- -  Day # 116  + +

EU > Spain > San Sebasti?n

Sporty Spain

San Sebasti?n, ES (View on map)

Every country has its favourite sports and for many countries in Europe, that favourite sport is football. The Primera Divisi?n is one of the leading European football leagues and many players can only dream of being recruited by one of the Spanish teams. But is there any other sport in Spain that can compete with the popularity of football?

Estitxu (26):

..will stay away from playing Pelota
To the disappointment of many, the Spanish national team has created a tradition of giving Spain hope for a European or even world title. But so far, the second part of the tradition has been that Spain got kicked out of the tournament somewhere halfway. Love for the national team is highly conditional. Those who praise the team after a victory are just as good at despising it after a defeat. Separatist sympathies further undermine nation-wide support. Catalan people are accused of cheering for any opponent of the Spanish national team.

Club football
Knowing this, it is hardly a surprise that club football enjoys more popularity. Many people support their local teams and also pick a favourite out of the big two, Real Madrid and FC Barcelona. The fight for the national titles is usually a battle between these two, with every year another regional newcomer. The local team from San Sebastian, Real Sociedad was forced to exchange the first league for the second, after having played at the highest level for 40 years.

Some claim football is religion. Saying that it is replacing religion would be a nice alternative. Just compare how football became ever more popular over the last 20 years, while the influence of religion has faded out at almost the same extent. Football players are seen as modern-day heroes and even examples, which is something that can no longer be said about biblical characters. Both football and the church owe most of their popularity to the fiestas they incite.

Bull fights
The Spanish word fiesta does not uniquely refer to the popular partying culture. It is also a common name for a traditional day in the arena. Bull fights are not popular in Basque Country but they still are in the rest of Spain. Nevertheless, Jes?s (24) from Cadiz tells me that bull fighting is reaching its expiry date. Every new generation tends to be less fanatic about it, leading to a slow but steady dilution of populatiry. Some newspapers refuse to write about it, or even refuse announcements of bull fighting events.

Animal rights organizations are vividly opposing bull fights. In their view, torturing bulls before leaving them a slow and painful death is as useless as it is cruel. Defenders of the bullfights claim that the bull dies in a noble way. They consider bullfight to be an art, with the Torreador as the artist and the bull as a representative of natural power. Taste for bullfights is transmitted from father to son through the glorification of the custom. Toy shops full of swords and associated clothes facilitate the transmission of the tradition.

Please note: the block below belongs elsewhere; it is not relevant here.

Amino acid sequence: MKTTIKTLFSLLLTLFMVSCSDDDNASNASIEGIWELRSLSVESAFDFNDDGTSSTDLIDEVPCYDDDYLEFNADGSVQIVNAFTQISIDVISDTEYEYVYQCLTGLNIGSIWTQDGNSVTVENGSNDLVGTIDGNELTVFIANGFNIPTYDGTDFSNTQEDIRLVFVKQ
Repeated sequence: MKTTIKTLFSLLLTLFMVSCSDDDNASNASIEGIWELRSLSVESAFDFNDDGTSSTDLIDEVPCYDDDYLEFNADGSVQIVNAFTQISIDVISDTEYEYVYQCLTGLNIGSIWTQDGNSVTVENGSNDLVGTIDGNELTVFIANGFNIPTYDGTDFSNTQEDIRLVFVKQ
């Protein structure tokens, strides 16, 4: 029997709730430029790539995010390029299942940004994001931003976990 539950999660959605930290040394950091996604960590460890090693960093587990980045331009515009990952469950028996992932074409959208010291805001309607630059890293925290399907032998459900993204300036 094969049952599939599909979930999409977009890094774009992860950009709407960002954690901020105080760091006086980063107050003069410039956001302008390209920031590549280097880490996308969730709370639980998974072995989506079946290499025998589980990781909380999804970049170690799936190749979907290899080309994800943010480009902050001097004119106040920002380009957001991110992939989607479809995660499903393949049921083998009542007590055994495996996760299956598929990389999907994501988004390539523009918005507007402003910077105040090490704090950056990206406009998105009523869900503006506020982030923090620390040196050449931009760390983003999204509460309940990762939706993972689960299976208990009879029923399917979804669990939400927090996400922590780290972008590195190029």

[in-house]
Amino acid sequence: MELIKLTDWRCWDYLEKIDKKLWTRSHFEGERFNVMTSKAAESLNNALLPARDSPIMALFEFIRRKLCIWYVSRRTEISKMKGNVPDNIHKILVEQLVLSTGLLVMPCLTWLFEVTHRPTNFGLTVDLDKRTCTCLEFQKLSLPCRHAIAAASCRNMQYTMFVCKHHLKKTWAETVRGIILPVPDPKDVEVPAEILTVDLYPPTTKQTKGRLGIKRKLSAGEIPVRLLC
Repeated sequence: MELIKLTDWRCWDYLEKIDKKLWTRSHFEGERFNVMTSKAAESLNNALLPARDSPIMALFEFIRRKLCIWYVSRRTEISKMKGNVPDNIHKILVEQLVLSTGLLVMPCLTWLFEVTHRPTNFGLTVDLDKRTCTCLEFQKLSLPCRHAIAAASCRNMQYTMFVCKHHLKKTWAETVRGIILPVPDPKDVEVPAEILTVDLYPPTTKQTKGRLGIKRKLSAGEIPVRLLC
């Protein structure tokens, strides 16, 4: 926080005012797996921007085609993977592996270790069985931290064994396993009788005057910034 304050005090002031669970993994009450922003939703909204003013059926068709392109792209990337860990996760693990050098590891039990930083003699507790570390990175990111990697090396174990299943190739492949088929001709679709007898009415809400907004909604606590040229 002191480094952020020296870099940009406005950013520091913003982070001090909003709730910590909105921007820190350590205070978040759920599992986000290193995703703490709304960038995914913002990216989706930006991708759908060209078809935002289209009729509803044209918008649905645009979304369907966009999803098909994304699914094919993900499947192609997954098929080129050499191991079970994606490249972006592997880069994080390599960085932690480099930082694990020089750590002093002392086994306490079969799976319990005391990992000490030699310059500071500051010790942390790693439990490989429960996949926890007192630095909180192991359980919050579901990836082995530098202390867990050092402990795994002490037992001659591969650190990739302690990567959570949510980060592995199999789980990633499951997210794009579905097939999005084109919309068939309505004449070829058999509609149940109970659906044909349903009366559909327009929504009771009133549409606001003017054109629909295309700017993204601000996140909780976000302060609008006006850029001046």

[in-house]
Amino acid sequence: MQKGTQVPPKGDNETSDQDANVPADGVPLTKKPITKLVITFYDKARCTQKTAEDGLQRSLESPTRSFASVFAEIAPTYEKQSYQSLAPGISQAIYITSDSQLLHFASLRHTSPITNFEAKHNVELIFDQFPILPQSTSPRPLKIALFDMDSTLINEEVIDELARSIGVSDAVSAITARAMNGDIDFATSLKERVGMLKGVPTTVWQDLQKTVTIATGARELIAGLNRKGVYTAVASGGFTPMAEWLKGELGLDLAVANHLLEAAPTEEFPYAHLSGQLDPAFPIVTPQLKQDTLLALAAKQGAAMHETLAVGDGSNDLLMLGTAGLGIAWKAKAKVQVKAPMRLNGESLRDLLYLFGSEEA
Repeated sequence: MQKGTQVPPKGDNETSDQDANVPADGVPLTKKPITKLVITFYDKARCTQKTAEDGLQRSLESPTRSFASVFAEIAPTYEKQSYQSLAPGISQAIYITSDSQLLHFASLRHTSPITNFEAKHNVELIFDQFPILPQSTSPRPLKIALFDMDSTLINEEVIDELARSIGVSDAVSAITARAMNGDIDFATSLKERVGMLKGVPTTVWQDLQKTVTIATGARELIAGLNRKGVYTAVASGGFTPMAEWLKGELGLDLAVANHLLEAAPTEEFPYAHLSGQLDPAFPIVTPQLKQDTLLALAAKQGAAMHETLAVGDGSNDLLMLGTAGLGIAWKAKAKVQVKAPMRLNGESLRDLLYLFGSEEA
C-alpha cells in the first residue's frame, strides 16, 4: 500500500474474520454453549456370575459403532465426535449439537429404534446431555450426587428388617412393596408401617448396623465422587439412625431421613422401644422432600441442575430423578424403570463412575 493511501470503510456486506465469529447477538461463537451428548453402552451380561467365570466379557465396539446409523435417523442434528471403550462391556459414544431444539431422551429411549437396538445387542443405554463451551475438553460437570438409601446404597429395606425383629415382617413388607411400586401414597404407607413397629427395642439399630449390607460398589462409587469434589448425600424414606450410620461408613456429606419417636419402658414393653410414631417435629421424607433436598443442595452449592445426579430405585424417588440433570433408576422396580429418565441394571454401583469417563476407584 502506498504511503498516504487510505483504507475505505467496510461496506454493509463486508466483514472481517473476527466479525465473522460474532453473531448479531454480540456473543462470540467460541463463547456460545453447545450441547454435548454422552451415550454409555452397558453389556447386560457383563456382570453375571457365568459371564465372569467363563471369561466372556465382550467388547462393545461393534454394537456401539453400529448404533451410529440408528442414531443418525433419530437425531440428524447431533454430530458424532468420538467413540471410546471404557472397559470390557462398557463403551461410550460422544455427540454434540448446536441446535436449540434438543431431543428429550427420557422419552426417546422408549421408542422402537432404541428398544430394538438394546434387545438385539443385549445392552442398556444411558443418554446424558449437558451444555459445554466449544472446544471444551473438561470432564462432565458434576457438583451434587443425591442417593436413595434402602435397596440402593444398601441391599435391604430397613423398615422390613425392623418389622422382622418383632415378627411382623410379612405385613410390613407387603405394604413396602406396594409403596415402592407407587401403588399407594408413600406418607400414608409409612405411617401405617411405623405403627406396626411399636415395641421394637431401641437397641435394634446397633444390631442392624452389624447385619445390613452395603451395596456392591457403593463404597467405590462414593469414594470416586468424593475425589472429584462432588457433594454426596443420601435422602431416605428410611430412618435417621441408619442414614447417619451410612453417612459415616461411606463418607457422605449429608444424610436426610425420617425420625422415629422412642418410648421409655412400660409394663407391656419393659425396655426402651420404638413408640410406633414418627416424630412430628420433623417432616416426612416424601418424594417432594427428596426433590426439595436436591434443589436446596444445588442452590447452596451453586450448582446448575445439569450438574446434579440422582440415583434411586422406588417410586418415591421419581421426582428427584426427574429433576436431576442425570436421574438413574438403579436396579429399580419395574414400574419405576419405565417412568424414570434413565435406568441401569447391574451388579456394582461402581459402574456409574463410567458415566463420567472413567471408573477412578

See or do
The north-south divide in Spain also dictates in which way people enjoy sports. `In the south, people watch sport, while people from the north are more likely to practice sports`, says Aloha (24) from Madrid. She plays basketball (baloncesto) herself. While she tells me about her view on sports, I also conclude that team sports are more popular in the south, while individual sports are more popular in the north. In all of Spain`s regions, there is also a huge difference between sporty people and non-sporty people. People who consider sport a worthwhile activity spend a lot of time on it, while people who don`t will not spend any time at all. All this to say that people don`t take sports lightly ? it`s not something you do randomly.

The popularity of different disciplines largely depends on individual role models. Tennis player Nadal is currently making tennis popular, while Alonso is drawing public towards Formula 1. Indurain inspired many people to start a sports career in cycling.

Highland games
Since I am still in Basque Country, I am particularly interested in local sports, should any of those exist. Igor (33) and Estitxu (26, photo) help me out. They introduce me to a world of sports that only a handful of primitive Scotsmen could compete with. Most widespread is Pelota, a game similar to squash, but played with bare hands. Men practicing this sports usually have one very big and strong hand, which has led to some funny incidents with companies who wanted to replace personal pincards by biometric access control. Players of Pelota had hands too big and too curved to properly fit the machines.

While Pelota has an official league and is oftentimes played in closed areas, the summer village festivals offer a variety of open-air activities. A must for those who like to see people throw stones, lift heavy extremely heavy objects or have to cut wood quicker or with fewer movements. Apart from that, the Basque region also welcomes other more conventional sports like surfing, canoeing, jogging and cycling. San Sebastian hosts many international events like sailing regattas, a local annual marathon and the cycling classic Cl?sica San Sebasti?n. Mountainous surroundings further make the city a very suitable starting point for hikes, or, within acceptable distance towards the East, skiing and snowboarding.

Enlarge photo | Link to this article